It is far more natural in English to say "Tomorrow I will clean the bathroom", and I suspect that our usage of the future tense corresponds to the Italian usage of the present tense for near future events.
So, "Tomorrow I will clean the bathroom" is a legitimate translation for "domani io pulisco il bagno", even though the Italian doesn't use the future tense.
"Tomorrow I clean the bathroom" is weirdly declarative in English. As though you were going to conquer the bathroom by cleaning it, or something.
Good points! I guess Duo has an impossible task here in defining the boundaries between the tenses that overlap in the two languages and which create rather grey and fuzzy borders. For if we accept "tomorrow I will clean the bathroom" for "domani io pulisco il bagno" (which I think is perfectly correct idiomatically) the implication is that it can be used the other way around, which can only be done if one accepts an idiomatic loss of the "will" word. Otherwise we would have to put it into the Italian future tense. Domani pulirò il bagno which probably doesn't sound too good in Italian. "Tomorrow I conquer Italian!" Domani mai arriverò
I admit this no English course but Italian. Yet, should the (presumably) English speaking producers of this course not use correct English grammar? I learned English decades ago but I presume the rules of grammar haven't changed since then. So, how can they write "Tomorrow I am cleaning the bathroom" instead of "Tomorrow I will be cleaning ...."?
English often uses the present continuous ("to be" + "-ing") to talk about the near future, much like Italian and other Romance languages use the simple present to do so (like in the case of this sentence). "Tomorrow I am going to a meeting," "Tomorrow I am getting my hair cut," "Tomorrow I am watching a movie with my friend," all perfectly normal and grammatically correct.
You could regard "Tomorrow, I clean the bathroom!" as an eccentric but grammatically correct use of the subjunctive, which is "a mood of verbs expressing what is imagined or wished or possible" (Oxford Dictionaries · © Oxford University Press).
"I will clean" is a direct statement of purpose which assumes taking on the task and completing it, while "I clean" has a certain redolence of wishful intent, almost as if saying, "unless I find something else to do."
Duolingo didn't accept "Tomorrow I clean up the bathroom" but I'm not sure why it is wrong.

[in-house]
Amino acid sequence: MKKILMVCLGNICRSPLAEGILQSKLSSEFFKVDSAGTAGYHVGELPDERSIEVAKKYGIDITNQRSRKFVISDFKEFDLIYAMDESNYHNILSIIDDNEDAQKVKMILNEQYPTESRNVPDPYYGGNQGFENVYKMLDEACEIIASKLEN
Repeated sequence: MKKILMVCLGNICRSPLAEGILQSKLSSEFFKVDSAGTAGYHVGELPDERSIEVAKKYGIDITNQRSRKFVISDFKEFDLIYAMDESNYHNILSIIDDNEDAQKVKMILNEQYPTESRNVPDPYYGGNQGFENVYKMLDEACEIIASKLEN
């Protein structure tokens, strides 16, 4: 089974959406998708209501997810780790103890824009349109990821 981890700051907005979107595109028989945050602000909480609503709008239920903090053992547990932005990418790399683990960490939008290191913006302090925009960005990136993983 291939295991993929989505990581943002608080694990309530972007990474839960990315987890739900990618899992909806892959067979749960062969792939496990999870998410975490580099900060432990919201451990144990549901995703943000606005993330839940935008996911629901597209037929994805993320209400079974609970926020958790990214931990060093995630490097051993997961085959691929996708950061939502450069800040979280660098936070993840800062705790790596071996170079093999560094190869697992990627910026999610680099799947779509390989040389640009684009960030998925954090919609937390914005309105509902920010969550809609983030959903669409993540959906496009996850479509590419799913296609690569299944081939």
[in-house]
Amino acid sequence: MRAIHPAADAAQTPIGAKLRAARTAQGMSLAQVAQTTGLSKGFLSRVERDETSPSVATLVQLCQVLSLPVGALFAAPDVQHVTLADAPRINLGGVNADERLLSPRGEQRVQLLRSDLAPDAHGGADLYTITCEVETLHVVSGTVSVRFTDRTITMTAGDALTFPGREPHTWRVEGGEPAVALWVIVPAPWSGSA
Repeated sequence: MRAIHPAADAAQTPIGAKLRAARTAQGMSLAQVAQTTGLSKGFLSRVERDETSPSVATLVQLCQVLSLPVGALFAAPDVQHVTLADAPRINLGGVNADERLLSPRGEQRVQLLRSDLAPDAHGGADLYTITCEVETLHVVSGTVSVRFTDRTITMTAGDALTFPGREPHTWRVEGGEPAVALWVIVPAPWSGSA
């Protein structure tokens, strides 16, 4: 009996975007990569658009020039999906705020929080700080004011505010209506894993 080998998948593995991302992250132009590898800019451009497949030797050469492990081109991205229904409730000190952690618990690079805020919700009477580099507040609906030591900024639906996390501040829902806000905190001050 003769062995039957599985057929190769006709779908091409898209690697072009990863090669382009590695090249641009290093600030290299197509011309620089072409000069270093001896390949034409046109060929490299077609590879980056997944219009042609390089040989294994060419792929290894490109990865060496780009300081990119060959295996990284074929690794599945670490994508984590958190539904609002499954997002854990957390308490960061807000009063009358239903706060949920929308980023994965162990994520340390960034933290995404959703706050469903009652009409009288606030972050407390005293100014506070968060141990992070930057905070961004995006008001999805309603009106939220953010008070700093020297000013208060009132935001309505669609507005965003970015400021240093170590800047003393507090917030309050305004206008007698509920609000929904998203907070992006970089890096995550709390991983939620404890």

Probably because cleaning and cleaning up have different meanings. Cleaning up in English is more like tidying up or straightening up. It usually does not require scrubbing, washing or using cleaning products. Cleaning, on the other hand, requires washing the tub, floors, etc.
Why can't I say "Clean up" the bathroom? - like "Tomorrow, I will clean up the bathroom."
No kidding. I don't know how many times I've been marked wrong for using present progressive instead of present simple, when DL itself says both are correct translations of Italian simple present.
DL certain has an inconsistent translation policy about translating Present Tense Italian into English Simple Present or Progressive Present. Here, an alternative to "I clean" is given by DL as "I am cleaning", while in other modules I have been marked wrong for a perfectly acceptable use of progressive rather than simple forms of a present-tense Italian verb conjugation
"Tomorrow I clean the bathroom" is something I'd happily say as a native (English) English speaker. Ditto "Tomorrow I am cleaning the bathroom".
Yes we know. We are speaking about English. That is why this discussion began. People were confused over the poor translation into English because we do not use the present tense for the near future. See above thread for the whole conversation.
Probably because we also use it as a verb (to take a bath) it is confusing in Italian. Just use bagno as bathroom.
First, "da" means "from", not "of"; you want "di" instead of "da, except that "bagno" means "bathroom". "Stanza di bagno" would mean "room of the bathroom". Perhaps you're thinking of "vasca" = "tub".
And what the xxxx is wrong with: 'I clean the bathroom tomorrow.' ..? Sure, my mother tongue is not English but still.
I think "restroom" should be a correct translation for bagno. Restroom and bathroom are used interchangeably in English. Restroom is just a bit more polite. Is there a more polite form of bagno?
Similarly, "washroom" is equally used in Canada as "bathroom". "Washroom" should also be accepted. I reported it.
Only if has a toilet in it.
A bathroom without a toilet in it is not going to be referred to as a restroom. And if you are cleaning a room in your own house, I would be surprised that you would call it a restroom and not a bathroom.
I answer " Tomorrow I am cleaning up the bathroom. " but that's false. Why can't I use ' am cleaning up '??
"cleaning up" means tidying. Or, if you are cleaning up something usually it means putting that thing away.
It you are making the bathroom clean, rather than putting the bathroom away, then you are cleaning it and not cleaning it up.
The english translation is wrong .Tomorrow is in the future,«I am cleaning» is in the present. The translation should be,«Tomorrow I will clean the bathroom»
Since it is cleaning, why doesn't this translate as "domani sto pulendo il bagno"?